#Balance for better
by Our Team
As we approach this year’s International Women’s Day, people have been talking about the theme #BalanceforBetter. This looks at how gender balance is essential for economies and communities to thrive. One major area for discussion around #BalanceforBetter is the race towards the gender-balanced boardroom. We believe that this is not only a women’s issue, but a business issue where improvements at all levels can deliver positive results.
In November 2018, Gartner reported that 75% of organisations with frontline decision-making teams that reflect a diverse and inclusive culture exceed their financial targets. Gartner also found that gender-diverse teams outperformed gender-homogeneous, less inclusive teams by 50% on average.
In Australia, the WGEA’s research on the computer system design and related services sector shows that women represent 21.1% of managers compared with other industries that are now achieving a rate of 39.1% of female managers.
The lack of gender diversity at the managerial level of the Australian technology industry is something that executive technology recruiter Christine Hubble has an active interest in. With over 25 years of experience recruiting senior technology leaders both overseas and in the Melbourne markets, she works with professionals who are ambitious and keen to achieve their potential but are unsure of how.
According to Christine, tension about reaching the higher levels of a company can prevent individuals from achieving their goals. In response, Christine has developed some steps to combat this type of thinking, ‘If one of the things that holds you back from achieving your ambitions is you,’ she says, ‘try using these steps adjust your thinking.’
Don’t limit your ambition
Start by assuming that ‘I can’. Look at the facts and ask yourself what commitment a high-level role requires. Think about the skills that are needed to get to that level and look at your current strengths and gaps.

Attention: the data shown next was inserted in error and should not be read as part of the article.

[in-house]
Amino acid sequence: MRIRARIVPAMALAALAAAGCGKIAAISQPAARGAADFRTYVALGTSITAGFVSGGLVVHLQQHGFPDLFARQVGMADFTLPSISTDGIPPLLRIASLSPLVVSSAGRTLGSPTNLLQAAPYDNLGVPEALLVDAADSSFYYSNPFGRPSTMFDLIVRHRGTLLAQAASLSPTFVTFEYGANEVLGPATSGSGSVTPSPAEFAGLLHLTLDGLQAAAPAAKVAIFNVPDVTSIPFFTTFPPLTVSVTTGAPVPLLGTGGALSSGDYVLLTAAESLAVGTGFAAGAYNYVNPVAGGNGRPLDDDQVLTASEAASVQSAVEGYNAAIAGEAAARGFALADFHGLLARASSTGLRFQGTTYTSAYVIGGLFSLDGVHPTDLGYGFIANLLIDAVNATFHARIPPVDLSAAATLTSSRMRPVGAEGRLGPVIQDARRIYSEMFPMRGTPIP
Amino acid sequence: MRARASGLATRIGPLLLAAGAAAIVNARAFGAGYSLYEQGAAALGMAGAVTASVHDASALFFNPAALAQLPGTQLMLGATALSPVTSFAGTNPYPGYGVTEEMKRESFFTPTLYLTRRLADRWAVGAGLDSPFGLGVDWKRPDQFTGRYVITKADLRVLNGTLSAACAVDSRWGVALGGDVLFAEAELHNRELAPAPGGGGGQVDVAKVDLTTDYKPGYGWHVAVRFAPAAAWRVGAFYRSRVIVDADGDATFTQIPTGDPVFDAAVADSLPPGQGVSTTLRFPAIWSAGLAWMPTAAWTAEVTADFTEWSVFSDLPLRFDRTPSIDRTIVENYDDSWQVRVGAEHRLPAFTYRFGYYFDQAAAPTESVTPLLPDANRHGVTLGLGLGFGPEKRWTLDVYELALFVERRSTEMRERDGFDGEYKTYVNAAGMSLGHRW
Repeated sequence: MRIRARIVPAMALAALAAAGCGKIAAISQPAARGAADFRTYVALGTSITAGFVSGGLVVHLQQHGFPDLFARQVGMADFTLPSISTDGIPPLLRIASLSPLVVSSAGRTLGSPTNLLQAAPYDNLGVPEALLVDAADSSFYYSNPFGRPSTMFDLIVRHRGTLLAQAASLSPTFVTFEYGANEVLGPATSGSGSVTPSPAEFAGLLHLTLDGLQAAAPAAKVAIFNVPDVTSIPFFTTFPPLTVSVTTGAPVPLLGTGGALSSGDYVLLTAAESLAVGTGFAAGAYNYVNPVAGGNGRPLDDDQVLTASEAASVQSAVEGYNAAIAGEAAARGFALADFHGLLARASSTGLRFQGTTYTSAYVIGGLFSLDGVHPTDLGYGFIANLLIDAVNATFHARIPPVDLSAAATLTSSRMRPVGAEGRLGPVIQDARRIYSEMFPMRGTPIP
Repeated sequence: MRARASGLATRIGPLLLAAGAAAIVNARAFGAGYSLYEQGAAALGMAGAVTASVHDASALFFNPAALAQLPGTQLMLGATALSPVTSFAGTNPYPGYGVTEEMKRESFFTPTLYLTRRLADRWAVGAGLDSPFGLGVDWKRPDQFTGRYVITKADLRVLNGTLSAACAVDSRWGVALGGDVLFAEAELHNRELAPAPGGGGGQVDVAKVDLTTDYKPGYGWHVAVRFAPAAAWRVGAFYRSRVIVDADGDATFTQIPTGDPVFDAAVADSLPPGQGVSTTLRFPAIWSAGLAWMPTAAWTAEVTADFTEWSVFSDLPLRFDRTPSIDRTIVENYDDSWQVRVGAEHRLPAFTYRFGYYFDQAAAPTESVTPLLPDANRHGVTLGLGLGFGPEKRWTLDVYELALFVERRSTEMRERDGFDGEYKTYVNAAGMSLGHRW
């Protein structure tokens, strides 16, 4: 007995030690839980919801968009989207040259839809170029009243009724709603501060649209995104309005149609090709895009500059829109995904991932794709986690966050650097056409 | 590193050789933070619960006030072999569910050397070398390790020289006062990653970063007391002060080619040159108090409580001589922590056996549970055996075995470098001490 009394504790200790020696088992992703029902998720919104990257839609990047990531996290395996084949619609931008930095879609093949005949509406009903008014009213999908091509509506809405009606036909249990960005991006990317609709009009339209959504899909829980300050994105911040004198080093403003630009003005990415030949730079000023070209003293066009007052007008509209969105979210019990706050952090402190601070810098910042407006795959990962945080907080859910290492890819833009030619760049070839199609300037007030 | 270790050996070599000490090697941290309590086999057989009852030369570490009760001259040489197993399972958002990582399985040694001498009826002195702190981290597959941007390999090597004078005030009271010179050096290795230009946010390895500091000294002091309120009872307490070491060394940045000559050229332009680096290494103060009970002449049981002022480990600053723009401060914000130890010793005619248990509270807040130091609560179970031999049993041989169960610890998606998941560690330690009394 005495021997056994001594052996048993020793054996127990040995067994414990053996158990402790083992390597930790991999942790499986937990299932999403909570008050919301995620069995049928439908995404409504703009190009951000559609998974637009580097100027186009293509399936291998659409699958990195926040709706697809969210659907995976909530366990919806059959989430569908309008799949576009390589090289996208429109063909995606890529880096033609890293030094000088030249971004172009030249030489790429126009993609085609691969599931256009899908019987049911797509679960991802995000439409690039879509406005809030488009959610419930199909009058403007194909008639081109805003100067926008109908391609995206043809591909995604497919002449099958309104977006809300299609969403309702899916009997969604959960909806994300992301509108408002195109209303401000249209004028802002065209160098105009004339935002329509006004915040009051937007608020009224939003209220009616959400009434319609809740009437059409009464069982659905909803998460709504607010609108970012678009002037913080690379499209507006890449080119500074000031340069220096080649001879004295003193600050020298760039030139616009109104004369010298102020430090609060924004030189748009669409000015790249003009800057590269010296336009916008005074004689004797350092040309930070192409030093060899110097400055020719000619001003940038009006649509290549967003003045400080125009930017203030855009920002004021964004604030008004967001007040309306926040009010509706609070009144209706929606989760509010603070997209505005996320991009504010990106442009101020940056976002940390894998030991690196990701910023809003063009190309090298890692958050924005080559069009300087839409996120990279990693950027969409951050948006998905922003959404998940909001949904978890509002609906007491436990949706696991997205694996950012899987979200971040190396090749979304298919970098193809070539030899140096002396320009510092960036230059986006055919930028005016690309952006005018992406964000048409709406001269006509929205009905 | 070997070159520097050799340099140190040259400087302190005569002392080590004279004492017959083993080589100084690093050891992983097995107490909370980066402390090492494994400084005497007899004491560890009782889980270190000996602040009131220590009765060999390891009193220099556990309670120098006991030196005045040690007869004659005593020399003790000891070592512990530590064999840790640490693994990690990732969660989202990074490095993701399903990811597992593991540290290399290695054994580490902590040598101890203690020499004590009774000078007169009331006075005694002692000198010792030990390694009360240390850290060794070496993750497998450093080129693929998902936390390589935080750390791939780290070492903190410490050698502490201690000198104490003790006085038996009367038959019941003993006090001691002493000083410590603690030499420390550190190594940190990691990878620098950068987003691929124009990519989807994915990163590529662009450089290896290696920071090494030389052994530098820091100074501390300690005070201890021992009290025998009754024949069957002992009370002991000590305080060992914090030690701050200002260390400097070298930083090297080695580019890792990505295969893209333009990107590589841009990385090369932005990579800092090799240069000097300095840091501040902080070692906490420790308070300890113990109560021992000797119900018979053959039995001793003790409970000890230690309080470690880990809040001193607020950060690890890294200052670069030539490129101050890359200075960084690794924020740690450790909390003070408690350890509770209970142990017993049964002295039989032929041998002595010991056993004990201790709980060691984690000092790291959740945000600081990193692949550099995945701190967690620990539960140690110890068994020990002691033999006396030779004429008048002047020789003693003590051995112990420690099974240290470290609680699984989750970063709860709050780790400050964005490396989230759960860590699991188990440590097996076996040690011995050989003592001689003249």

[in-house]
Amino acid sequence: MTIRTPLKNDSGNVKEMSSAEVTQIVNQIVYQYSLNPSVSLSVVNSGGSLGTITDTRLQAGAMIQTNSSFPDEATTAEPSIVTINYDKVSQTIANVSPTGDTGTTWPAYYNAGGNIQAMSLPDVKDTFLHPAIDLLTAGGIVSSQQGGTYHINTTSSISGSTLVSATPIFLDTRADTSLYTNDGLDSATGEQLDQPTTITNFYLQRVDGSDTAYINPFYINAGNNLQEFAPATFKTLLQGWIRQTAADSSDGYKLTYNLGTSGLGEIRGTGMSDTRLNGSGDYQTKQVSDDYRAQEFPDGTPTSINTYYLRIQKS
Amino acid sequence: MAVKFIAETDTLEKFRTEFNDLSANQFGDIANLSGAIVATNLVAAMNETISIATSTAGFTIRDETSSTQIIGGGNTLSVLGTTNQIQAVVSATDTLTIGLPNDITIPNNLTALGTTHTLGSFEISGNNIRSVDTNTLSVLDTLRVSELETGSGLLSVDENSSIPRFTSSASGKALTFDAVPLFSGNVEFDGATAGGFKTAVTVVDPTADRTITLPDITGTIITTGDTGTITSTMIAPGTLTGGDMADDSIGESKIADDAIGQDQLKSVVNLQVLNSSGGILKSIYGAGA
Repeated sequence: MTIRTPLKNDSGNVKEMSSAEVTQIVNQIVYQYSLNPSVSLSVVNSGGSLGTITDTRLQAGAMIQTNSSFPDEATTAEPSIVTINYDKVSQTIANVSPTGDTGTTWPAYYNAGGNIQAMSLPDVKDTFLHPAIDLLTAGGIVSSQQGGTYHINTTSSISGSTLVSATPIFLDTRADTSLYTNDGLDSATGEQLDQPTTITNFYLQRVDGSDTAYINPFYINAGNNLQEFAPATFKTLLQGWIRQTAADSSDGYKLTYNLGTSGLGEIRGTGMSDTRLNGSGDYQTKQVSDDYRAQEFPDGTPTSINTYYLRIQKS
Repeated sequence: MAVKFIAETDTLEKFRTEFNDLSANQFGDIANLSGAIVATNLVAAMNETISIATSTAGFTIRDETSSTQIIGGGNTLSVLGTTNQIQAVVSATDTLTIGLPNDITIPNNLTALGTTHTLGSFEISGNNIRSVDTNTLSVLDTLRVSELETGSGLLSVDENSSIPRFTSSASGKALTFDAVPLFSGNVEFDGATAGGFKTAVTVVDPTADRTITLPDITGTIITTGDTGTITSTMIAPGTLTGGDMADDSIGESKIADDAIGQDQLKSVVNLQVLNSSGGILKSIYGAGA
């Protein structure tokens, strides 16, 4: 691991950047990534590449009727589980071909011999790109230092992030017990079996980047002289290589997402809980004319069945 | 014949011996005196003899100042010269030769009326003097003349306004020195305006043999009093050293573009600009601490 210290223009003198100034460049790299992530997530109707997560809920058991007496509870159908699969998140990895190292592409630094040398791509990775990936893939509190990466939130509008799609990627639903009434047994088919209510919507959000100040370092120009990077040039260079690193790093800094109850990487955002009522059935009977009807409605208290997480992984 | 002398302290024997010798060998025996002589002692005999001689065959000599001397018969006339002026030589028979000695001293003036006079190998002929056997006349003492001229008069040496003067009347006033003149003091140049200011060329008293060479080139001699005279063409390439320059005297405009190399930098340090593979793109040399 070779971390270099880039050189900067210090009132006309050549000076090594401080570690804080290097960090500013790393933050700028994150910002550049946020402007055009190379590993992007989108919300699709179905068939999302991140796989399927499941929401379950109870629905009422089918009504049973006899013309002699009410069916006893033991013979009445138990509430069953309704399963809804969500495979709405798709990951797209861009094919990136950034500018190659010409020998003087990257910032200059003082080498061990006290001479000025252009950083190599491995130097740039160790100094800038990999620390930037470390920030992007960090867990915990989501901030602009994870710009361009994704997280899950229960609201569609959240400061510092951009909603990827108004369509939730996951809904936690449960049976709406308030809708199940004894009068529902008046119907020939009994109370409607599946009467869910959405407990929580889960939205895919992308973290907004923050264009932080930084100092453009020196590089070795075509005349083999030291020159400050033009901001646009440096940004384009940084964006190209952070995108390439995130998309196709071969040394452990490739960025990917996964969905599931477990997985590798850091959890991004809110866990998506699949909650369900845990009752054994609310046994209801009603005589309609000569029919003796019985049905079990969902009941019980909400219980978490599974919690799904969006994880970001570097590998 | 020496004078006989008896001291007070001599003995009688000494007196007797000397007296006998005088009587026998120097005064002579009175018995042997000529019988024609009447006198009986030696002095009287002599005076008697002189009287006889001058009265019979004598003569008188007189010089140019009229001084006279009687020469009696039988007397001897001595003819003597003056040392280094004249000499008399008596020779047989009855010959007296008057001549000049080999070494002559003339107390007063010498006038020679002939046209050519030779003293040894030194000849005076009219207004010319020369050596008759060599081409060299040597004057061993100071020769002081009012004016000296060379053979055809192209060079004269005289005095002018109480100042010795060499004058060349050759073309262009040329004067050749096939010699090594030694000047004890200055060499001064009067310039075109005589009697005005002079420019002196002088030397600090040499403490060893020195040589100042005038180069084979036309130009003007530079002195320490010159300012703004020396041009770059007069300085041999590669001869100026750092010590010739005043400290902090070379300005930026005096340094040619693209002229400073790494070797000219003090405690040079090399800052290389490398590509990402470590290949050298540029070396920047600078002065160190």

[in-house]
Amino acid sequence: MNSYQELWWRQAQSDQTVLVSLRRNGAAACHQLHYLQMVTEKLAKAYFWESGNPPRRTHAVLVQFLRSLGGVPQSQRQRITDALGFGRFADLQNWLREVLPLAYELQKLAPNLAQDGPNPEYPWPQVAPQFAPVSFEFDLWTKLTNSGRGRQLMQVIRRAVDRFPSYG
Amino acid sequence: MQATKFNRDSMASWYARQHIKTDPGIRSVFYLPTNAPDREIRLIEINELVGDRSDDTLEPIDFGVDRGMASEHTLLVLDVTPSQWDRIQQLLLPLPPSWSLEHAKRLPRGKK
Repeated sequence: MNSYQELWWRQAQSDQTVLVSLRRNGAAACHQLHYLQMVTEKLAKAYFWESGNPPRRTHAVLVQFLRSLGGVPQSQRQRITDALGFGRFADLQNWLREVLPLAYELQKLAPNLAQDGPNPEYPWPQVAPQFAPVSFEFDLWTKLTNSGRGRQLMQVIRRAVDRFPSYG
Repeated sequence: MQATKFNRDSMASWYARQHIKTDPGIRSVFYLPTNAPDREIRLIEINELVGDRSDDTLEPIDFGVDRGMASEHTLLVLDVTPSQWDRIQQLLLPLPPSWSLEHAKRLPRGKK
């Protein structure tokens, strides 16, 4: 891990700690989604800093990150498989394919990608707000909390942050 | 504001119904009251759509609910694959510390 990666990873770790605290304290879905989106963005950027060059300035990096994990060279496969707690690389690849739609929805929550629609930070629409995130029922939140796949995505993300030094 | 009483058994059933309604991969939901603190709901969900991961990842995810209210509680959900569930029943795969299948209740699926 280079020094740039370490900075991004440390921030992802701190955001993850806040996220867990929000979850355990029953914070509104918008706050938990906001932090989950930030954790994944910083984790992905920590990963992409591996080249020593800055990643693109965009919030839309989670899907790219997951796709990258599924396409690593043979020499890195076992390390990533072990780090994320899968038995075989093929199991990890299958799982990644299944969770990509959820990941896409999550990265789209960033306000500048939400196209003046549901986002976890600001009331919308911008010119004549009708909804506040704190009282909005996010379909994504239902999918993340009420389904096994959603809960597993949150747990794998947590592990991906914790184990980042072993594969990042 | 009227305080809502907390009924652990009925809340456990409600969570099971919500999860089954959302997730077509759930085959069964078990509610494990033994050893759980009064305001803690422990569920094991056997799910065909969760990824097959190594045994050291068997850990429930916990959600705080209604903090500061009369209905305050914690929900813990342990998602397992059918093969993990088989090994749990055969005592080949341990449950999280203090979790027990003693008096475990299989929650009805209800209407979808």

Assume you can have it all and make a plan
Decide on your career goal and create a realistic timeframe for yourself. Include flexibility for your personal goals, like having a family or experiencing overseas travel. Look closely at the type of role you want and find out if you need to gain formal qualifications to achieve it. Remember that it’s okay to adapt the plan, but keep the end goal in mind as you negotiate change.
Your partner, your family, your mentor and your boss all are human. They cannot read your mind! Share your ambitions and ask them for their time, their advice and their help in introducing you to others. Take the initiative and try to solve your career-related gaps before they become too big. Build a case for workplace leadership training and if you don’t know how to, ask someone in your network for help.
Who do you know?
Invest time to build your network. Without solid career support, you will miss the chance to build your professional reputation and find potential job opportunities.
Your life and time is valuable, so don’t waste it. If your environment does not support you, find an organisation that will value your time and aid your growth.
These steps are applicable to both men and women. Gender balance in the boardroom can only be achieved with collective action and shared responsibility. When we achieve a better work-life balance, we achieve a better gender balance.